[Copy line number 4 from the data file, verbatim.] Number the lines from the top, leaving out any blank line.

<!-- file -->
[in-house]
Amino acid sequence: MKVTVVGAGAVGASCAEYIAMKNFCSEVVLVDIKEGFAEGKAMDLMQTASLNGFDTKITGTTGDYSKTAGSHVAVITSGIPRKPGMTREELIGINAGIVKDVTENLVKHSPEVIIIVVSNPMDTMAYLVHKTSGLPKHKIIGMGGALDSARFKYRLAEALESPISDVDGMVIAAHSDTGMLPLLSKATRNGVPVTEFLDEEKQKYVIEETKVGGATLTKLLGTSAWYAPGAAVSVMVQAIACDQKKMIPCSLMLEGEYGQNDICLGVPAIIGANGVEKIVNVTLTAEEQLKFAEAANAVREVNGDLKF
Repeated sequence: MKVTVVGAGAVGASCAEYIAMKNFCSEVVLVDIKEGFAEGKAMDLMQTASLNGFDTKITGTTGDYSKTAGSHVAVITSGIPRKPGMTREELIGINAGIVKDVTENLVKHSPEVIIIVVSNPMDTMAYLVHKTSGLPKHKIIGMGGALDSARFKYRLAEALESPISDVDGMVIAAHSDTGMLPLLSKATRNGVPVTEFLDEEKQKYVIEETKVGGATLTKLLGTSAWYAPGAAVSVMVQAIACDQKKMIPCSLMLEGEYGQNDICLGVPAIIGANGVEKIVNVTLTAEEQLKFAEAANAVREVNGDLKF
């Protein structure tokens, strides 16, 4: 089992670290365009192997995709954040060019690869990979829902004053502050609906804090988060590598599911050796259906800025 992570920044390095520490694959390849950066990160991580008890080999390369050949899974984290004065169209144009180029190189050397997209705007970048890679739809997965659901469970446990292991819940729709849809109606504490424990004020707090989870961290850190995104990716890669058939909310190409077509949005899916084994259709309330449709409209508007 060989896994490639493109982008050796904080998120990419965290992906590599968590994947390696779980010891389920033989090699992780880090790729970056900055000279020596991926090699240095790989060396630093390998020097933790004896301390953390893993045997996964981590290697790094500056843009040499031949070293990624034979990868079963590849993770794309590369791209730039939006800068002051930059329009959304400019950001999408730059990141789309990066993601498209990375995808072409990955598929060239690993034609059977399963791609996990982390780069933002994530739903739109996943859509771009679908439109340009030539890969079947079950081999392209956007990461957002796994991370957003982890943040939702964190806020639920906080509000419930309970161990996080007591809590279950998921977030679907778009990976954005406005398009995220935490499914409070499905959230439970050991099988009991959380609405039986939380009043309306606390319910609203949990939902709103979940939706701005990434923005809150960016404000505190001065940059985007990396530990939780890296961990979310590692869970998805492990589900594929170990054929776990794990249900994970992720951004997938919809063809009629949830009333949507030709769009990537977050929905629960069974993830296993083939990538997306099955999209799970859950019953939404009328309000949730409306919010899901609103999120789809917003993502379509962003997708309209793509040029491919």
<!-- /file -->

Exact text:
């Protein structure tokens, strides 16, 4: 089992670290365009192997995709954040060019690869990979829902004053502050609906804090988060590598599911050796259906800025 992570920044390095520490694959390849950066990160991580008890080999390369050949899974984290004065169209144009180029190189050397997209705007970048890679739809997965659901469970446990292991819940729709849809109606504490424990004020707090989870961290850190995104990716890669058939909310190409077509949005899916084994259709309330449709409209508007 060989896994490639493109982008050796904080998120990419965290992906590599968590994947390696779980010891389920033989090699992780880090790729970056900055000279020596991926090699240095790989060396630093390998020097933790004896301390953390893993045997996964981590290697790094500056843009040499031949070293990624034979990868079963590849993770794309590369791209730039939006800068002051930059329009959304400019950001999408730059990141789309990066993601498209990375995808072409990955598929060239690993034609059977399963791609996990982390780069933002994530739903739109996943859509771009679908439109340009030539890969079947079950081999392209956007990461957002796994991370957003982890943040939702964190806020639920906080509000419930309970161990996080007591809590279950998921977030679907778009990976954005406005398009995220935490499914409070499905959230439970050991099988009991959380609405039986939380009043309306606390319910609203949990939902709103979940939706701005990434923005809150960016404000505190001065940059985007990396530990939780890296961990979310590692869970998805492990589900594929170990054929776990794990249900994970992720951004997938919809063809009629949830009333949507030709769009990537977050929905629960069974993830296993083939990538997306099955999209799970859950019953939404009328309000949730409306919010899901609103999120789809917003993502379509962003997708309209793509040029491919």